After a month in Vancouver, I rode the train to Edmonton, bussed to Calgary, hitch-hiked to BANFF, and then hit the rails again to Toronto & Ottawa. I'll be here in Ottawa for a week, then I take the rails up to Montreal, Qubec, and Halifax.
Vancouver & BANFF have been the highlight of my Canadian journey so-far.
If you can manage to find free rent in Vancouver (it's legal to erect an overnight tent on public property in all of British Colombia, per BC Supreme Court), you will find it to be a very cheap place to travel. The city's cycling, beaches, people, discount fruit, free events, and near-by hiking are great. For a $30 bus, you can take touring bike & all your gear up to Whistler, and ride the 120km Sea-to-Summit highway in reverse, descending the 600m from mountains to the sea, which is a beautiful & easy 2-day ride--but don't forget the bear spray.
We awoke to the sound of a marmot under our mini-van shelter atop Hatcher Pass. It was my last weekend in Alaska, and S wanted to take me outside the Anchorage bowl--where I've been living the past month. We ate breakfast as we gazed upon the snow-capped mountains in the distance, then grabbed our packs and climbed up to the ridgeline, stopping to appreciate the fine view of Mount Denali--the highest peak in North America.
I hosted S as a couchsurfer in my temporary "apartment" in Anchorage, but we initially met in an online form; we were both searching for a travel companion to split the cost on a ship from Anchorage, AK to Vancouver, BC.
3 months ago, S left her office job in Zürich, flew to Vancouver, and bought a mini-van named Bourbon. Living in Bourbon, she drove through BC, Alberta, Saskatchewan, the Yukon, and west into Alaska. I hosted her a few times when she passed south through Anchorage down to Homer, then again West to Valdez. Our last weekend in Alaska, we took one last trip outside Anchorage before she sold Bourbon
After climbing down from the ridgeline above Hatcher's Pass, we drove through the valley down a long gravel road to the Reed Lakes trailhead. 4 miles and much climbing later, we arrived at the most pristine, glacier-fed lake I've ever seen. A local told us it's the best lake in Alaska, and that the glacier that fed this lake (just over the ridgleine) was called "bomber glacier", as a crashlanded (world war 2?) bomber plane could be found atop the glacier. If we had more time, gear, and food, it would make a glorious multi-day weekend hike to Bomber Glacier--perhaps for my next visit to Alaska.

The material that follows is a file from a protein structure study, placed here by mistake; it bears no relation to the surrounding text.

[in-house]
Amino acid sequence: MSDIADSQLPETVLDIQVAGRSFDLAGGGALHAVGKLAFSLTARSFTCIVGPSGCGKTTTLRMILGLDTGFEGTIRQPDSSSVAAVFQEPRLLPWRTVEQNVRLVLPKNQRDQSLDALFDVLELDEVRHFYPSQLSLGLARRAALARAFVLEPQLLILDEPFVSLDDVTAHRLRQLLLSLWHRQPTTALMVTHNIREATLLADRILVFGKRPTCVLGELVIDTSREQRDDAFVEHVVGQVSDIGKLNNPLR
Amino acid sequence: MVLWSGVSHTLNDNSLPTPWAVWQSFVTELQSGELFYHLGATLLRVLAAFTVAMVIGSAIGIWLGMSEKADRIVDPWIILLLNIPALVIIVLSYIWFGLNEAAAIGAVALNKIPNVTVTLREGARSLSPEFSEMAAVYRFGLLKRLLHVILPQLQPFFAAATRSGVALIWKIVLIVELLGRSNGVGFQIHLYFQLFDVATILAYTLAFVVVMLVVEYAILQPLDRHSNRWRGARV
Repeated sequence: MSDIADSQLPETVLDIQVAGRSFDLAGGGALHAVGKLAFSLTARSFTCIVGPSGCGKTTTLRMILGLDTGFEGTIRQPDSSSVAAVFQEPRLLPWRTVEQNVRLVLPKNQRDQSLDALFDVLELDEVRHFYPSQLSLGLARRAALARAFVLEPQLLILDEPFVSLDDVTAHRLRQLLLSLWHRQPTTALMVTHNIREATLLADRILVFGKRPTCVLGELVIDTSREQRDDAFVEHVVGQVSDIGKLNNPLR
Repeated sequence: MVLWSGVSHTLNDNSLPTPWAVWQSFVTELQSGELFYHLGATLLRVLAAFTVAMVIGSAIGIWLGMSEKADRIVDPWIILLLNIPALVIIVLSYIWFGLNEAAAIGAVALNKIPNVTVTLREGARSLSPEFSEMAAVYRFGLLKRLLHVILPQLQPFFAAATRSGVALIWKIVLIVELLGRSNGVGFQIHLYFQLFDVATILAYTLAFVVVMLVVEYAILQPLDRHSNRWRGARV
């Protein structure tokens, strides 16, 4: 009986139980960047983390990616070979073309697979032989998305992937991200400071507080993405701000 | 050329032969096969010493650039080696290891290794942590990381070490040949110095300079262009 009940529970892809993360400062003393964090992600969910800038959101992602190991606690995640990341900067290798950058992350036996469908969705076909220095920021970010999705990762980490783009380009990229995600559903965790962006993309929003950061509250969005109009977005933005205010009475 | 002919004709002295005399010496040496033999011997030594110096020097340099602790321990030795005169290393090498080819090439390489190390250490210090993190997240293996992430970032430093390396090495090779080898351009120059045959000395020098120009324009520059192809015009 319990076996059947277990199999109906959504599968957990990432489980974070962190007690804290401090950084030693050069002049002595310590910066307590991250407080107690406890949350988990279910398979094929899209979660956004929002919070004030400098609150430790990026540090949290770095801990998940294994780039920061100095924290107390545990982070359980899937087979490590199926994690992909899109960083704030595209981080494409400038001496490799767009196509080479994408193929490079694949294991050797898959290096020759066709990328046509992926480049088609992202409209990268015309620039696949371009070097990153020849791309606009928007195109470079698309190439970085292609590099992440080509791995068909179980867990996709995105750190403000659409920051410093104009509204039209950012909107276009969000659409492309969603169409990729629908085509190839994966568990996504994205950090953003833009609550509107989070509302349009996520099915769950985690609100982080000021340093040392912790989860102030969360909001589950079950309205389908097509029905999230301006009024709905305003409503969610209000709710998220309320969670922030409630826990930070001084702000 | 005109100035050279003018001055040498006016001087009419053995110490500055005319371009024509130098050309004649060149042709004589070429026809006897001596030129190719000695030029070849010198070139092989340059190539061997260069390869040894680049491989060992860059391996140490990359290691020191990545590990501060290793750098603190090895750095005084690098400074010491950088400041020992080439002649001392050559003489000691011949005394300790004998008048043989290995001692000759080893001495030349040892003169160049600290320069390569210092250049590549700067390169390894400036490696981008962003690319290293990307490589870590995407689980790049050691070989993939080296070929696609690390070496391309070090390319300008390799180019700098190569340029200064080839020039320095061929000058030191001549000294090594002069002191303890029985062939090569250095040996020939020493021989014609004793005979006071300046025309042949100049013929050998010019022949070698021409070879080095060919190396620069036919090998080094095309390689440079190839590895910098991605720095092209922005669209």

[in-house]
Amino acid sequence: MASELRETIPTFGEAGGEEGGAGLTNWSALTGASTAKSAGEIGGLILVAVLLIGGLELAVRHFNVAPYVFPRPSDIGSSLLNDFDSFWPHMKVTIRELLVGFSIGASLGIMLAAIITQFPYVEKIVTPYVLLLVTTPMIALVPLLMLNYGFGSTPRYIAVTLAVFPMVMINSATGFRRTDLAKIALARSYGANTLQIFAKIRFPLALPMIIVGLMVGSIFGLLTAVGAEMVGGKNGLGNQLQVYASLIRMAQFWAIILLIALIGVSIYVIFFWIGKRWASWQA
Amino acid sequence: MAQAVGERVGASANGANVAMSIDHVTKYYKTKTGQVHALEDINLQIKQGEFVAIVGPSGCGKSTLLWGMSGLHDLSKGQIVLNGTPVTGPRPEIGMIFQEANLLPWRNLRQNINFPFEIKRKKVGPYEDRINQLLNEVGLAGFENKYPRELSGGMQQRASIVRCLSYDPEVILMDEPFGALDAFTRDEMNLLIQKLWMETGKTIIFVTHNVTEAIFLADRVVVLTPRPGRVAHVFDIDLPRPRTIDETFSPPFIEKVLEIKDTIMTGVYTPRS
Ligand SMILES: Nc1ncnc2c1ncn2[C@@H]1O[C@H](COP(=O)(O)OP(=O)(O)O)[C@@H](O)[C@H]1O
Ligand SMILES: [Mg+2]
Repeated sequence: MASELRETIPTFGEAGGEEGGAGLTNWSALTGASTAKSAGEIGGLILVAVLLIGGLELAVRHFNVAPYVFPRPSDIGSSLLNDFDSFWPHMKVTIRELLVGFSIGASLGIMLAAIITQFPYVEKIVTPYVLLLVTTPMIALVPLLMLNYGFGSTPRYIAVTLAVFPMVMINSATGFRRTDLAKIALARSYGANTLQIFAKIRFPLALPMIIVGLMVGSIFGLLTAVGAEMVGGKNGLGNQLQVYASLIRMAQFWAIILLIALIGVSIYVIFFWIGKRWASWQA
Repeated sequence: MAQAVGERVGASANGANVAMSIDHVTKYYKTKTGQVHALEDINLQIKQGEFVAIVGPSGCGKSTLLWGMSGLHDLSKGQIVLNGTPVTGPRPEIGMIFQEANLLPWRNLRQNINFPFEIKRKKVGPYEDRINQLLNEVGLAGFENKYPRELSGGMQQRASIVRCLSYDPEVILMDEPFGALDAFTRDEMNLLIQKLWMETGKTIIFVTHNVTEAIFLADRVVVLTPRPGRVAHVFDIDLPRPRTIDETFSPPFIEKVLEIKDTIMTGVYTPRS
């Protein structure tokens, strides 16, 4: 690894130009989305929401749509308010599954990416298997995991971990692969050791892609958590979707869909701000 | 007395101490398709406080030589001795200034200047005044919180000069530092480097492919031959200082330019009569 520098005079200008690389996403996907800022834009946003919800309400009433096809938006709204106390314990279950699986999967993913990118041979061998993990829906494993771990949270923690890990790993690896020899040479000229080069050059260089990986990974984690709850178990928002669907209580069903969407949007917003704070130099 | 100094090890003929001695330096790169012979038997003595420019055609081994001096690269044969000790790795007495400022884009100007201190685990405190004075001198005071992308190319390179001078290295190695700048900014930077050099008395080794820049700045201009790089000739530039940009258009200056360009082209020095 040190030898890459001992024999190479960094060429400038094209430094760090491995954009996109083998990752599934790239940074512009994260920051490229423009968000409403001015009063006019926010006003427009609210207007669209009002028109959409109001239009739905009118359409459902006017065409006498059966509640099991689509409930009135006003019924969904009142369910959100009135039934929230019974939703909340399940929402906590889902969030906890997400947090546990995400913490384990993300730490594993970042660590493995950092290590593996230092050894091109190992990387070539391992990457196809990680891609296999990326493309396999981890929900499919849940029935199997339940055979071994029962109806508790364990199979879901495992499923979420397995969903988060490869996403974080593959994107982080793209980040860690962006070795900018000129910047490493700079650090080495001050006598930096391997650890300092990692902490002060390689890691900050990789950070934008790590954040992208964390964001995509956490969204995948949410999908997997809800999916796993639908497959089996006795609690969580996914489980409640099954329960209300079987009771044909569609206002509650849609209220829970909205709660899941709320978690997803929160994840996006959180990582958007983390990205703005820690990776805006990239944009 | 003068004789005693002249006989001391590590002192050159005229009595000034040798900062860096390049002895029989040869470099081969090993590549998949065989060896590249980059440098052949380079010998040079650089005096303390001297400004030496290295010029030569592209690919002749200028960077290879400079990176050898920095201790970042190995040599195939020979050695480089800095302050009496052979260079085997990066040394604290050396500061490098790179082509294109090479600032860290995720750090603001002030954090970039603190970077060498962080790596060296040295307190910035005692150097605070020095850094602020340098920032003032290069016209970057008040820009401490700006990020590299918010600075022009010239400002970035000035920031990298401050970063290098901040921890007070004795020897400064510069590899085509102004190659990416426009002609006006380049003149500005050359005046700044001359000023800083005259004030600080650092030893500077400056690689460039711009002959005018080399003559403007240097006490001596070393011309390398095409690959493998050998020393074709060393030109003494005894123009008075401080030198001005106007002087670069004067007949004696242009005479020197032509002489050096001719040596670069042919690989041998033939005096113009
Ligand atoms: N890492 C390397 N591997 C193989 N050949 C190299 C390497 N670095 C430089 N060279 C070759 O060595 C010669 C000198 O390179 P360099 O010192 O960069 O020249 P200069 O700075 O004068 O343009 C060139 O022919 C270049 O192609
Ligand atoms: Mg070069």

I've been in Seattle for nearly 3 weeks. On Saturday, I'll pack my bicycle in a box and fly the furthest north I've ever been--to Alaska.
After I left Dexter, I took a 4 hour train north to it's big sister city: Portland. From San Francisco to Eugene, Portland to Seattle, and--soon--Vancouver, there's pretty much one dominating theme: homelessness & gentrification.
In Portland there's a joke that you don't meet anyone actually from Portland anymore. And it's true. I met folks born in Portland only in Eugene & Seattle, and they had a wealth of knowledge to share.
From the half-dozen cranes stacking gross luxury apartment complexes in Portland's Pearl District to a new-age/city-integrated sprawl of Amazon's office towers that blight Capitol Hill in Seattle, big tech companies have drastically changed these cities. And if you pack a bowl at the ever-growing tent cities that form in clusters under nearly every bridge in these Pacific Northwest cities, you'll learn how these "developments" aren't helping its people.
I never saw someone sitting in a public space tied-off, needle-in-arm, searching for their vein on the metro in Santiago (as I did in San Franciso's Civic Center BART station).
I've crossed the US by bicycle. I've crossed by plane. And now--I'm taking a train from the Atlantic to the Pacific.
I’ve crossed the US by bicycle. I’ve crossed by plane. And now–I’m taking a train
I just bought an Amtrak ticket from Atlanta -> New Orleans (for Mardi Gras!) -> Los Angles. It's ironic to realize that I've never done the good-ol cross-US road trip; I've never driven across the US (or taken a bus), but I suppose I shall one day (update: I did !). For now, I look forward to seeing the South via rail.
In any case, an update is due: After 4 magical months in in India, I came back to NYC just before the winter cold set in. After visiting friends & family, I traveled down the US East Coast.
I left a big duffel bag of possessions with a friend in NYC, and--due to price gouged bus fares ($700 flight from NYC to Atlanta? I don't think so) over Christmas--I tried my luck at hitching from DC to Asheville with a backpack and 2 oversized duffel bags. I could hardly walk 0.1 km without needing to rest my back hauling that much shit.
Within 10 minutes of holding up my cardboard sign indicating highway 81, a couple of southern boys (welcome back to Virginia) in an unmarked van stopped, started clearing junk out of the way in the back behind a full-size US flag strewn between the back and the cab, and told they could take me as far as highway 81, but wouldn't be able to drive me South. I declined their offer. In the next 6 hours, another 4 people offered to take me part-way.
Having too many bags to be able to walk my way out of a bad spot, I left for the DC greyhound, slept the night in Union Station on Christmas Eve, and took the next Greyhound to Atlanta.
After a week exploring downtown Atlanta (read: where Martin Luther King Jr was born), I took a bus down to Florida--where I currently sit, a true NY snow bird.
After I hit LA, I'll head north to Vancouver for Spring--traveling by train & bicycle along the majestic US-Pacific coastline. I've never spent much time in Canada; I'm sure looking forward to Vancouver!